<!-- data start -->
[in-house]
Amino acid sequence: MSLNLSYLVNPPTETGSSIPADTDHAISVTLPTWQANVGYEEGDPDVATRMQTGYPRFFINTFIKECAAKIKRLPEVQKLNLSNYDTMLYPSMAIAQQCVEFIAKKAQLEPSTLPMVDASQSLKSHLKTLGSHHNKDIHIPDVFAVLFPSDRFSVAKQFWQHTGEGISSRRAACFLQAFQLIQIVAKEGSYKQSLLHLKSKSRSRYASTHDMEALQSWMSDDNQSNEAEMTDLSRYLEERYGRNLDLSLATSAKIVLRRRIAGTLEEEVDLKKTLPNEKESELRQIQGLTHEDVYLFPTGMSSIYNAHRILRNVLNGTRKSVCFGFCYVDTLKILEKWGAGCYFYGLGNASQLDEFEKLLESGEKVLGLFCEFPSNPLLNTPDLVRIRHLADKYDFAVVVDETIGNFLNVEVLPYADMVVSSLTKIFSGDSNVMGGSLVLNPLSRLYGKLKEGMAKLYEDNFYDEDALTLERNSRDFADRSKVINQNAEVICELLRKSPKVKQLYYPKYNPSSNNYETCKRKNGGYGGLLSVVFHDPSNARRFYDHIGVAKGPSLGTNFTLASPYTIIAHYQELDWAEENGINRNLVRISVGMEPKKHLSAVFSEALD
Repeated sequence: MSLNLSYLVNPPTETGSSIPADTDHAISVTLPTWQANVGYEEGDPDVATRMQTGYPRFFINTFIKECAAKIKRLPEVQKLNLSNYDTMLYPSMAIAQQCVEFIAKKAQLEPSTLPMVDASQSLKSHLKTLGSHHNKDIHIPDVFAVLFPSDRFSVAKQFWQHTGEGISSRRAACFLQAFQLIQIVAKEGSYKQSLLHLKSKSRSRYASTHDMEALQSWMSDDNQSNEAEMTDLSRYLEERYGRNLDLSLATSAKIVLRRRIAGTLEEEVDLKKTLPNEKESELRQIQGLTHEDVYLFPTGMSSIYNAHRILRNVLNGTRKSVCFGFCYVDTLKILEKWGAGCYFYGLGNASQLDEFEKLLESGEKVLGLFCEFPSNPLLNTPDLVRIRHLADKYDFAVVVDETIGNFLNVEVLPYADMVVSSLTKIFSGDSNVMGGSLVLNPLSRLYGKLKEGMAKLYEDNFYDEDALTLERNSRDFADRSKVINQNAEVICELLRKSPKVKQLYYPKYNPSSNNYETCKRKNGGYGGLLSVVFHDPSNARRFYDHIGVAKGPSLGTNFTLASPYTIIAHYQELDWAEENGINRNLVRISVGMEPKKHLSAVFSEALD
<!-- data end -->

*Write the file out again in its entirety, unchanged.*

[in-house]
Amino acid sequence: MSLNLSYLVNPPTETGSSIPADTDHAISVTLPTWQANVGYEEGDPDVATRMQTGYPRFFINTFIKECAAKIKRLPEVQKLNLSNYDTMLYPSMAIAQQCVEFIAKKAQLEPSTLPMVDASQSLKSHLKTLGSHHNKDIHIPDVFAVLFPSDRFSVAKQFWQHTGEGISSRRAACFLQAFQLIQIVAKEGSYKQSLLHLKSKSRSRYASTHDMEALQSWMSDDNQSNEAEMTDLSRYLEERYGRNLDLSLATSAKIVLRRRIAGTLEEEVDLKKTLPNEKESELRQIQGLTHEDVYLFPTGMSSIYNAHRILRNVLNGTRKSVCFGFCYVDTLKILEKWGAGCYFYGLGNASQLDEFEKLLESGEKVLGLFCEFPSNPLLNTPDLVRIRHLADKYDFAVVVDETIGNFLNVEVLPYADMVVSSLTKIFSGDSNVMGGSLVLNPLSRLYGKLKEGMAKLYEDNFYDEDALTLERNSRDFADRSKVINQNAEVICELLRKSPKVKQLYYPKYNPSSNNYETCKRKNGGYGGLLSVVFHDPSNARRFYDHIGVAKGPSLGTNFTLASPYTIIAHYQELDWAEENGINRNLVRISVGMEPKKHLSAVFSEALD
Repeated sequence: MSLNLSYLVNPPTETGSSIPADTDHAISVTLPTWQANVGYEEGDPDVATRMQTGYPRFFINTFIKECAAKIKRLPEVQKLNLSNYDTMLYPSMAIAQQCVEFIAKKAQLEPSTLPMVDASQSLKSHLKTLGSHHNKDIHIPDVFAVLFPSDRFSVAKQFWQHTGEGISSRRAACFLQAFQLIQIVAKEGSYKQSLLHLKSKSRSRYASTHDMEALQSWMSDDNQSNEAEMTDLSRYLEERYGRNLDLSLATSAKIVLRRRIAGTLEEEVDLKKTLPNEKESELRQIQGLTHEDVYLFPTGMSSIYNAHRILRNVLNGTRKSVCFGFCYVDTLKILEKWGAGCYFYGLGNASQLDEFEKLLESGEKVLGLFCEFPSNPLLNTPDLVRIRHLADKYDFAVVVDETIGNFLNVEVLPYADMVVSSLTKIFSGDSNVMGGSLVLNPLSRLYGKLKEGMAKLYEDNFYDEDALTLERNSRDFADRSKVINQNAEVICELLRKSPKVKQLYYPKYNPSSNNYETCKRKNGGYGGLLSVVFHDPSNARRFYDHIGVAKGPSLGTNFTLASPYTIIAHYQELDWAEENGINRNLVRISVGMEPKKHLSAVFSEALD